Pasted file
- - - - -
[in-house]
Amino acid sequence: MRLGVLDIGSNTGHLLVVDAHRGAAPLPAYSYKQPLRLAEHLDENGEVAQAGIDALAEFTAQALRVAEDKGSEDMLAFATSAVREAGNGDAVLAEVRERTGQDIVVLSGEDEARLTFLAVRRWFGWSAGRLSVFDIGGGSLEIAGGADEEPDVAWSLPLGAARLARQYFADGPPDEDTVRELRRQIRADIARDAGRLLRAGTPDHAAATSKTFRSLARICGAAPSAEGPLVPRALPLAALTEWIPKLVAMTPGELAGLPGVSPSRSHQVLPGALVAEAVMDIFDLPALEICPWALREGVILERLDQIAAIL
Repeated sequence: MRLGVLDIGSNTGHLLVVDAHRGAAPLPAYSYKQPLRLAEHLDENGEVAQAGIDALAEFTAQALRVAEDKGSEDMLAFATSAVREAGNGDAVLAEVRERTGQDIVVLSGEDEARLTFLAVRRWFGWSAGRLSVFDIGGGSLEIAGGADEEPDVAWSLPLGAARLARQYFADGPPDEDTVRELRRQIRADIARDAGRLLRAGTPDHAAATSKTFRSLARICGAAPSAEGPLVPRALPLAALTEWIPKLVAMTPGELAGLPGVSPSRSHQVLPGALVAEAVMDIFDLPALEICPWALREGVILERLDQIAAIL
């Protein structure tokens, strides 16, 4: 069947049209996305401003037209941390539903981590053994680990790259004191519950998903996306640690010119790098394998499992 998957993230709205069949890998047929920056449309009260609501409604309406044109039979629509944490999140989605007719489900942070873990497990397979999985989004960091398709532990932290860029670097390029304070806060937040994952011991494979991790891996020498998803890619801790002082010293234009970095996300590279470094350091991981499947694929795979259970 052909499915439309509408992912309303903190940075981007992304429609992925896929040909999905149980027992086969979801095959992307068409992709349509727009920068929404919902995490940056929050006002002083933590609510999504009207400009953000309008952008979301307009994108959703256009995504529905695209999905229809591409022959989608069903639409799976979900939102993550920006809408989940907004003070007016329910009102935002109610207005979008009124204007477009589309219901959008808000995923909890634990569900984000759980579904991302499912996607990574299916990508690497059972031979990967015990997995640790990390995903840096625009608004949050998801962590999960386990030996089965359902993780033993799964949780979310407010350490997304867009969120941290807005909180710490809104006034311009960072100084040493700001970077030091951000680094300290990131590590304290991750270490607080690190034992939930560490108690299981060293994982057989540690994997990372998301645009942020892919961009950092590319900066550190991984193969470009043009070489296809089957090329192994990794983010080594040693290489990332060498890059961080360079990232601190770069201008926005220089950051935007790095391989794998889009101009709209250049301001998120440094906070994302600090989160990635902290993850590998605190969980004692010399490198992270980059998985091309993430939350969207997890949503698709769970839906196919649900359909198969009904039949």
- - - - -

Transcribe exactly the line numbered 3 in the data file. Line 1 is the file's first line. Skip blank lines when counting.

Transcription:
Repeated sequence: MRLGVLDIGSNTGHLLVVDAHRGAAPLPAYSYKQPLRLAEHLDENGEVAQAGIDALAEFTAQALRVAEDKGSEDMLAFATSAVREAGNGDAVLAEVRERTGQDIVVLSGEDEARLTFLAVRRWFGWSAGRLSVFDIGGGSLEIAGGADEEPDVAWSLPLGAARLARQYFADGPPDEDTVRELRRQIRADIARDAGRLLRAGTPDHAAATSKTFRSLARICGAAPSAEGPLVPRALPLAALTEWIPKLVAMTPGELAGLPGVSPSRSHQVLPGALVAEAVMDIFDLPALEICPWALREGVILERLDQIAAIL